Abstract 18855: Outcomes after Coronary Artery Bypass Graft Surgery in Patients Treated with Thoracic Radiotherapy for Cancer
Introduction: Thoracic external beam radiation therapy (XRT) for cancer is associated with a multitude of long-term cardiotoxic side effects. Previous studies have suggested worse outcomes in XRT-treated cancer survivors who undergo revascularization with CABG, but sample sizes have been small. In addition, XRT after CABG is thought to portend decreased patency and survival. We aimed to examine outcomes after CABG in patients with XRT compared with to those without XRT.
Methods: We identified all patients who were treated with both CABG (between 1999 and 2013) and curative thoracic XRT for cancer (between 1971 and 2013) (>30 Gray). Baseline clinical characteristics and comorbidities at time of CABG, as well as long-term outcomes after CABG and XRT were compared with propensity matched control cohorts.
Results: A total of 38 patients underwent CABG following XRT [Group 1] (mean age 67.9, 63% female) and 43 patients underwent XRT after CABG [Group 2] (mean age 69.3, 63% female). Compared with propensity-matched controls (Group 1: n=141; Group 2: n=167), baseline clinical and demographic characteristics between cases and controls were similar in both groups, except a lower incidence of triple vessel disease in XRT cases in Group 2 (64 vs 80%, p=0.02). For Group 1, there was no significant difference in all-cause survival in long-term follow-up after CABG (Fig. 1, p=0.72). Meanwhile, Group 2 cases had significantly higher all-cause mortality following XRT (Fig. 2, p<0.001).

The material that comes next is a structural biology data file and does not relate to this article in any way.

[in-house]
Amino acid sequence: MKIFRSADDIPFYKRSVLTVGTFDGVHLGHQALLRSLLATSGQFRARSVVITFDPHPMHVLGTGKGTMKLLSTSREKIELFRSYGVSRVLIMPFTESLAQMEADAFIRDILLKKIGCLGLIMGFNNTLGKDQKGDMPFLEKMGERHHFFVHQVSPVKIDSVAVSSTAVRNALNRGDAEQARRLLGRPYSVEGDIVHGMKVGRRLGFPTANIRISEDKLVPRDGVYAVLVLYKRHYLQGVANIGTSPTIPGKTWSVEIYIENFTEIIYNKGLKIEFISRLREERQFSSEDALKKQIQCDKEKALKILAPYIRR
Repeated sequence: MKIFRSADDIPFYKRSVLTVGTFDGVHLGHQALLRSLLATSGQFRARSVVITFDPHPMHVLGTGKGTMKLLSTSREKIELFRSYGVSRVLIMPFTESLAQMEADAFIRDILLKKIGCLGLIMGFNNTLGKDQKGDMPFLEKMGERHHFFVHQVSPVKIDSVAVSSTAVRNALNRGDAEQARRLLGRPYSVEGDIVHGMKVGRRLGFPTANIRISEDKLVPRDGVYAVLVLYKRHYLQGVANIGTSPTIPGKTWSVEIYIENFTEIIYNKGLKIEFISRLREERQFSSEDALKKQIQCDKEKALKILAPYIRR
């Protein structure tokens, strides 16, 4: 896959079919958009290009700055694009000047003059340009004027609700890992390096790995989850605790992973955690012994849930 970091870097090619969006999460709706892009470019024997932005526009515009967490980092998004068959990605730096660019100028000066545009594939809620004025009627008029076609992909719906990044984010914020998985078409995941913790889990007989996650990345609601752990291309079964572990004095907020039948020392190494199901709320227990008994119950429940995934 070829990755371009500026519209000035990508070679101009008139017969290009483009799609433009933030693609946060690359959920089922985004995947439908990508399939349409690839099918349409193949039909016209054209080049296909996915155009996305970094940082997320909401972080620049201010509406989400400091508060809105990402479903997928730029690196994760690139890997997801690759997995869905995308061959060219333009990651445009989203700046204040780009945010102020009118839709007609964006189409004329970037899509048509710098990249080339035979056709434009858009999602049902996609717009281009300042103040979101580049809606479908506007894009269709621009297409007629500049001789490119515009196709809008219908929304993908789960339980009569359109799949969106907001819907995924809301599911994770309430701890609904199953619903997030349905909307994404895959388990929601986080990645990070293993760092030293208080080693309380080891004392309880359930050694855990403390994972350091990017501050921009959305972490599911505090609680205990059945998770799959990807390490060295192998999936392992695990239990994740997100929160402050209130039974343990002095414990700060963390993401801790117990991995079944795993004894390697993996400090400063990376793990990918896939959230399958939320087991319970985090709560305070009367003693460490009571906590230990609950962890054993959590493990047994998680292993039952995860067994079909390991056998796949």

Conclusions: Patients previously treated with thoracic XRT who subsequently undergo CABG for coronary artery disease have a similar overall mortality rate compared to patients without prior XRT. This suggests that CABG is an effective method of revascularization in these patients. The higher mortality rates in CABG patients who subsequently develop disease requiring thoracic XRT is likely due to oncologic rather than cardiovascular causes, but more data are necessary to evaluate this finding.
Author Disclosures: J.J. Liang: None. T.T. Sio: None. J.M. Stulak: None. R.J. Lennon: None. A. Prasad: None. R.C. Miller: None. G.S. Sandhu: None.
- © 2014 by American Heart Association, Inc.